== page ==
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# Factorising Cubic Polynomials watch

1. Let’s use this as an example:
f(x)=2x^3 -5x^2 -23x -10.

So we want the last 2 numbers in our brackets to multiply to -10. We can use (plus or minus) 10,1,5,2. What I’m wondering is if there is any strategical methods/ways of spotting which value could be substituted into f(x) to get 0 or is it just luck of the draw? Thanks
2. (Original post by Y11_Maths)
Let’s use this as an example:
f(x)=2x^3 -5x^2 -23x -10.

So we want the last 2 numbers in our brackets to multiply to -10. We can use (plus or minus) 10,1,5,2. What I’m wondering is if there is any strategical methods/ways of spotting which value could be substituted into f(x) to get 0 or is it just luck of the draw? Thanks
With this particular example, you can rule out + or - 10 immediately.

You can also rule out + or - 1 as 2-5-23-10 is not zero and -2-5+23-10 is also not zero.

Another option, if you're feeling lazy, is to use the table mode on your calculator.
3. (Original post by Y11_Maths)
Let’s use this as an example:
f(x)=2x^3 -5x^2 -23x -10.

So we want the last 2 numbers in our brackets to multiply to -10. We can use (plus or minus) 10,1,5,2. What I’m wondering is if there is any strategical methods/ways of spotting which value could be substituted into f(x) to get 0 or is it just luck of the draw? Thanks
Cubics are not as straight-forward to factorise like quadratics are. At the end of the day, you can always use the general formula but no sane person would use the cubic one.

Also, it's a cubic. It will have at most 3 real roots whose product must be equal to NOT -10, but in fact (*). So try the +ve and -ve factors of 5.

Once you have at least one real root, say it's , then you can just divide by and obtain a quadratic. This should be much simpler to factorise into where are its roots.
Hence you can say that

(*) This is quite simply because if we choose to denote the roots of as then we know that

Since the constant term we got is , we get that , hence the product is 5.
4. (Original post by BuryMathsTutor)
With this particular example, you can rule out + or - 10 immediately.

You can also rule out + or - 1 as 2-5-23-10 is not zero and -2-5+23-10 is also not zero.

Another option, if you're feeling lazy, is to use the table mode on your calculator.
I didn’t think of that! Can I use a calculator in both papers at as?
5. (Original post by Y11_Maths)
Let’s use this as an example:
f(x)=2x^3 -5x^2 -23x -10.

So we want the last 2 numbers in our brackets to multiply to -10. We can use (plus or minus) 10,1,5,2. What I’m wondering is if there is any strategical methods/ways of spotting which value could be substituted into f(x) to get 0 or is it just luck of the draw? Thanks
You want the last 3 numbers need to multiply to give -(-10/2) = 5.
So I basically notice that since there's odd and even coefficients, it may be worth trying an even number that is a factor of 10.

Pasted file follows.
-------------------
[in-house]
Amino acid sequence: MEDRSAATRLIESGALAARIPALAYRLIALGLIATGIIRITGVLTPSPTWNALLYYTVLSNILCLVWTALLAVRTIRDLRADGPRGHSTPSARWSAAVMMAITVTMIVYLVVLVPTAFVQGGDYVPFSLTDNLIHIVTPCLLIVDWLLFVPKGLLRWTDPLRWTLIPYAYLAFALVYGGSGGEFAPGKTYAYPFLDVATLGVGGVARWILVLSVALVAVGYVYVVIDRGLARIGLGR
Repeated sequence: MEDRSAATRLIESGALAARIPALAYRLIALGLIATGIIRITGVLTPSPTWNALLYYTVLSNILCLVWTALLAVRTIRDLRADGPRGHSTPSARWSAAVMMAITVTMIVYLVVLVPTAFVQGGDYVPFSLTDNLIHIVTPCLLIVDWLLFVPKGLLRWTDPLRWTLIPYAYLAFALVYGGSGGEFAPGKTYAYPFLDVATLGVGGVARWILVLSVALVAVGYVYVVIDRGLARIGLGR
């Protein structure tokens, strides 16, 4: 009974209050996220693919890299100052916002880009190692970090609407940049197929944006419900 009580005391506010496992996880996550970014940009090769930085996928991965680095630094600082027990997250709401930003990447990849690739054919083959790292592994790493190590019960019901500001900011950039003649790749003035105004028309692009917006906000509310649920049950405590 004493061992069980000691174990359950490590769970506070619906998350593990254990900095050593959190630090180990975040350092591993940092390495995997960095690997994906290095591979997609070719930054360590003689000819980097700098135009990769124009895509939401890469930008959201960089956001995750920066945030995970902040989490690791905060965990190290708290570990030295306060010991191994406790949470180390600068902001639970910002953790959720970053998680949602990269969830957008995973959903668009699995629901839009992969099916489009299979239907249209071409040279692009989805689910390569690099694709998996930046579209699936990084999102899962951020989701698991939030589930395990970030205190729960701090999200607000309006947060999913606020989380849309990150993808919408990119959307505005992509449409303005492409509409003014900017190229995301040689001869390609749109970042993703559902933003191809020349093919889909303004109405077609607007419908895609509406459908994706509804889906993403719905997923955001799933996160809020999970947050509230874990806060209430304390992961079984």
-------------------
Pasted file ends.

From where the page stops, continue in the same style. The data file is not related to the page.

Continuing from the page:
Also, the 3 numbers also need to add up to -(-5/2) = 5/2, so there must be a fractional root, so try x = ±1/2
That should start you off with a few ideas.
6. hence the product is 5.
Thank you for explaining this so clearly!
7. (Original post by 3pointonefour)
You want the last 3 numbers need to multiply to give -(-10/2) = 5.
So I basically notice that since there's odd and even coefficients, it may be worth trying an even number that is a factor of 10.
Also, the 3 numbers also need to add up to -(-5/2) = 5/2, so there must be a fractional root, so try x = ±1/2
That should start you off with a few ideas.
Ok thank you
8. (Original post by Y11_Maths)
I didn’t think of that! Can I use a calculator in both papers at as?
You can.
9. (Original post by BuryMathsTutor)
You can.
Are you required to have one or can the papers be done in the absence of a calculator?
10. (Original post by 3pointonefour)
You want the last 3 numbers need to multiply to give -(-10/2) = 5.
So I basically notice that since there's odd and even coefficients, it may be worth trying an even number that is a factor of 10.
Also, the 3 numbers also need to add up to -(-5/2) = 5/2, so there must be a fractional root, so try x = ±1/2
That should start you off with a few ideas.
How would they want me to set out my answer?
1) f(x) = (x-5)(2x+1)(x+2)
2) f(x) = 2(x-5)(x+1/2)(x+2)
11. (Original post by Y11_Maths)
How would they want me to set out my answer?
1) f(x) = (x-5)(2x+1)(x+2)
2) f(x) = 2(x-5)(x+1/2)(x+2)
The first way is how you'd usually set it out since it's much tidier and standard notation to leave linear factors like that
12. (Original post by 3pointonefour)
The first way is how you'd usually set it out since it's much tidier and standard notation to leave linear factors like that
Ok thanks
13. (Original post by Y11_Maths)
Are you required to have one or can the papers be done in the absence of a calculator?
You will need one.
14. Are you going to rename yourself Y12_Maths??
15. (Original post by Y11_Maths)
Are you required to have one or can the papers be done in the absence of a calculator?
At A Level you’ll often find that one factor is easy to find e.g. (x-1) and the others can be found by division.
16. (Original post by BuryMathsTutor)
You will need one.
Ok cheers
17. (Original post by Your Local Cat)
Are you going to rename yourself Y12_Maths??
I can? How do I change my name?
18. (Original post by Your Local Cat)
Are you going to rename yourself Y12_Maths??
19. (Original post by Notnek)
At A Level you’ll often find that one factor is easy to find e.g. (x-1) and the others can be found by division.
Yeah, that takes longer imo so I prefer to use (x-1)(ax^2 +bx + c) and fill in my a and c values to which I can easily find out b by comparing to my original f(x)
20. (Original post by 3pointonefour)
I hope you can 😂

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